Phase III clinical trial examines new ways to succeed with transepithelial procedure
Our practice has been performing epi-off corneal collagen cross-linking (CXL) since it was approved by the U.S. Food & Drug Administration (FDA) for patients with progressive keratoconus or ectasia.
This has been such an exciting procedure for us to offer. For the first time, eyecare practitioners have been able to provide a treatment that can slow or halt the progression of ectatic disease rather than just managing it until patients get to the point of needing a corneal transplant.
I have also seen a number of patients treated early in the disease course who have continued to be successful in glasses or soft contact lenses without being dependent on specialty contact lens fits.
Despite these positive outcomes, there are potential improvements over the way the procedure is currently performed.
Because the surgeon creates a large epithelial defect, the first few days after the procedure can be uncomfortable for patients, and it can take several days for the epithelium to heal. Until the epithelium heals, the eye is more vulnerable to haze or infection, although the risk of these complications is low.1,2
Many people think transepithelial or “epi-on” CXL has the potential to speed visual recovery and improve the patient experience.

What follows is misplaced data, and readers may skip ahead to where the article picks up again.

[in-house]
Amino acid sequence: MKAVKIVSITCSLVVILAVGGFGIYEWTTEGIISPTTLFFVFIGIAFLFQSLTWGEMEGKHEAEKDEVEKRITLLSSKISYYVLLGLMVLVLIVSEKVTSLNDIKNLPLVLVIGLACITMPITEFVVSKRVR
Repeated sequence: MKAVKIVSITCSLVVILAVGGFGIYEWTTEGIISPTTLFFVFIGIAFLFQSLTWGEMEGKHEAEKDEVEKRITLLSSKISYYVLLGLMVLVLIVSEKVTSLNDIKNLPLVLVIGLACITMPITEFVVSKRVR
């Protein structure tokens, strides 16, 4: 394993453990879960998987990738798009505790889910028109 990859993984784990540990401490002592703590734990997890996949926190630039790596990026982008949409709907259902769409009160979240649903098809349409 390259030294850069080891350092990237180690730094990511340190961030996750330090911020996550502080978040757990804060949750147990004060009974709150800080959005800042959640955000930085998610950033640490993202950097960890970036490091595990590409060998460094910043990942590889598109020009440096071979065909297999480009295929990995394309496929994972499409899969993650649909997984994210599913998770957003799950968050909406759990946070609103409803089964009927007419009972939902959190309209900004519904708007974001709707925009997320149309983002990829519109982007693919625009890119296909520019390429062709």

1. O’Brart DPS. Corneal collagen crosslinking for corneal ectasias: A review. Eur J Ophthalmol. 2017;27(3):253-69.
2. Hersh PS, Stulting RD, Muller D, et al; U.S. Crosslinking Study Group. United States multicenter clinical trial of corneal collagen crosslinking for keratoconus treatment. Ophthalmology. 2017; 124(9):1259-70.
3. Kobashi H, Rong SS, Ciolino JB. Transepithelial versus epithelium-off corneal crosslinking for corneal ectasia. J Cataract Refract Surg. 2018;44:12:1507-16.
4. Hill J, Liu C, Deardorff P, et al. Biomechanical impact of drug formulation, supplemental oxygen, and UV delivery on epi-on CXL. Presentation at Association for Research in Vision & Ophthalmology, April 27-May 2, 2019, Vancouver, British Columbia, Canada.
5. Ostacolo C, Caruso C, Tronino D, et al. Enhancement of corneal permeation of riboflavin-5’-phosphate through vitamin E TPGS: A promising approach in corneal trans-epithelial cross linking treatment. Int J Pharm. 2013;440:148-53.
6. Stulting RD, Trattler WB, Woolfson JM, et al. Corneal crosslinking without epithelial removal. J Cataract Refract Surg. 2018;44:1363-70
7. Rubinfeld RS, Caruso C, Ostacolo C. Corneal cross-linking: The science beyond the myths and misconceptions. Cornea. 2019;38(6):780-90.
8. Buzzonetti L, Petrocelli G, Valente P, et al. Iontophoretic transepithelial collagen cross-linking versus epithelium-off collagen cross-linking in pediatric patients: 3-year follow-up. Cornea. 2019;38(7):859-63.
9. Sun L, Li M, Zhang X, et al. Transepithelial accelerated corneal collagen cross-linking with higher oxygen availability for keratoconus: 1-year results. Int Ophthalmol. 2018;38(6):2509-17.
10. Hill J, Liu C, Deardorff P, et al. Stromal oxygen dynamics during high-irradiance epi-on corneal crosslinking. Presentation at Association for Research in Vision & Ophthalmology, April 27-May 2, 2019, Vancouver, British Columbia, Canada.